Tuesday , 20 October 2020

 

THE 12 TYPES OF SOUTH AFRICAN MOUNTAIN BIKER, WHICH ARE YOU?

Mountain bikers are generally a kind and sympathetic lot. Generally. From time to time you come across mountain bikers that will treat other mountain bikers with disdain, criticising them for not be being real mountain bikers. The truth is, everyone is a real mountain biker, we just differ slightly. Here are the 12 types of real South African mountain biker – which one are you?

By Sean Badenhorst

I’ve been riding mountain bikes in South Africa since 1991. A time when mountain biking was so small, you knew almost every mountain biker in your province. Since then, mountain biking has been through all sorts of changes as it’s grown from a niche ‘fad’ to one of the most popular recreational sports in the country.

I’ve personally been through a few mountain biking identities in the past 29 years and have taken note of the various different other identities that have formed over the years. This is the first draft of a compilation the 12 types of South African mountain biker I see today. You should see yourself in one of these, or you may fit into more than one. You’ll definitely see other mountain bikers described here too.

The Dabbler

Athlete status: You’re a natural athlete and have done at least 10 different sports in your life. You got into mountain biking because you wanted to see if you could excel at it. It could just be your special talent, right? Turns out it isn’t but you made the commitment and now you’re here. Mostly.

Frequency: You ride far less than your mountain biking friends but manage to stay with them and even ride away from them, when you do join them (the other four sports you do keep you generally fit). Sometimes you ride once a month, sometimes you ride 10 times a month.

Reason: You ride because you have the bike and all the gear now and you’re quite a natural. You go through stages where you find motivation to get fit and fast, but are easily distracted and end up starting all over again when the next urge to ride again kicks in. You generally don’t ride on your own because you like the company – and beating others…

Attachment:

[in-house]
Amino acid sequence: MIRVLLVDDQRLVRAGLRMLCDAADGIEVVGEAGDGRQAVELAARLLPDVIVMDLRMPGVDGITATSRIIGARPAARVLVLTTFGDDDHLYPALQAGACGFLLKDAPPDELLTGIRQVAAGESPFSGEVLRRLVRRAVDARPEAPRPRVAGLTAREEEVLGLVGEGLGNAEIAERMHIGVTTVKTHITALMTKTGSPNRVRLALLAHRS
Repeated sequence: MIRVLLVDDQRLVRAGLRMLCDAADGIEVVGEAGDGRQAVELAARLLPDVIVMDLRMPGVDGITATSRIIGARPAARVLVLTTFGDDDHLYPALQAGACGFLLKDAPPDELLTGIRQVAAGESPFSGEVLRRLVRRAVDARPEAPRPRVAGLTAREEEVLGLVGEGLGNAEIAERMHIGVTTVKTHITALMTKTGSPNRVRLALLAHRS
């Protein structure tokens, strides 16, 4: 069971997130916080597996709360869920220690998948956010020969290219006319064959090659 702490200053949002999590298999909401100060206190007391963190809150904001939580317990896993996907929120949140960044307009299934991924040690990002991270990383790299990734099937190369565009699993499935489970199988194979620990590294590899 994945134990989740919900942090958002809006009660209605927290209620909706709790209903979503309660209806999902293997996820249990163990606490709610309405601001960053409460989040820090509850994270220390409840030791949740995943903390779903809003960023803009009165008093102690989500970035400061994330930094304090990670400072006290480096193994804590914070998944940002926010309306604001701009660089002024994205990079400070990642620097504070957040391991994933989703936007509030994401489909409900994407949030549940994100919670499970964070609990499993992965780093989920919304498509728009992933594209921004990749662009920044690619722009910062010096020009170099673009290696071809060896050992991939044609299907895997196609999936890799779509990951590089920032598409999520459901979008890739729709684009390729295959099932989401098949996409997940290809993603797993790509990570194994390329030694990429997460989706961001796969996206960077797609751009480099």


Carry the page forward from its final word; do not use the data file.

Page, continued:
Skill level: Fairly high despite never having attended a skills course. Your friends envy you.

 

The Twiddler

Athlete status: You aren’t an athlete, but you probably did quite well at sport at high school. You got into mountain biking through friends and kept at it because it’s more fun than any other form of exercise.

Frequency: You like to ride your mountain bike as often as you can, which is usually once a week – on average. It’s just too much schlep to try and get out more often than that.

Reason: You ride because it gets you out of the house/flat and into nature. And because you like to feel like you have earned your post-ride food. Food is way more important to you than riding. But you like that you can try different post-ride meals at different trails park restaurants. You enjoy non-technical riding like gravel roads and tame singletrack.

Skill level: You could become a lot more skilled, but don’t see why, you’ll never need it.

 

The Fiddler

Athlete status: You aren’t a natural athlete, but you do train yourself to appear like one when you have the desire. You got into mountain biking because you’re into mechanical stuff and bikes are cool mechanical objects to work on, fiddle with and upgrade.

Frequency: You ride regularly, at least three times a week. You ride alone and with others because you’re the one that can fix anything and that makes them feel secure and you feel needed.

Reason: You love bikes and how they work, so the more you ride, the more stimulated you are by riding. It’s a perpetual um, cycle. Sometimes you train for events because you need a goal to focus on. You have strongly considered getting the RockShox logo as a tattoo. You carry a SRAM B-Gap Measurement Tool in your tool pack.

Skill level: Fairly high. You’re not afraid of much and enjoy how your bike is designed to ride over some crazy terrain and obstacles.

 

The Fashionista

Athlete status: You look like a natural athlete, but you’re not that fast on a mountain bike. Well, you do have a few obscure Strava KOMs and top 10s… You got into mountain biking because it looked cool and you can comfortably afford it. There’s a lot of bling!

Frequency: You ride regularly – at least four times a week – usually in matching kit and not always on the same bike. You don’t ride alone because it’s dangerous and there’s nobody to comment on/compliment your slick gear and take iPhone pics of you for your Instagram posts.

Reason: You ride because you have the time and all the gear, including many helmets in a range of colours. You also love training and have the latest Garmin to record your every move. During lockdown you reached level 13 on Zwift faster than all your friends so that you could unlock the dotted socks.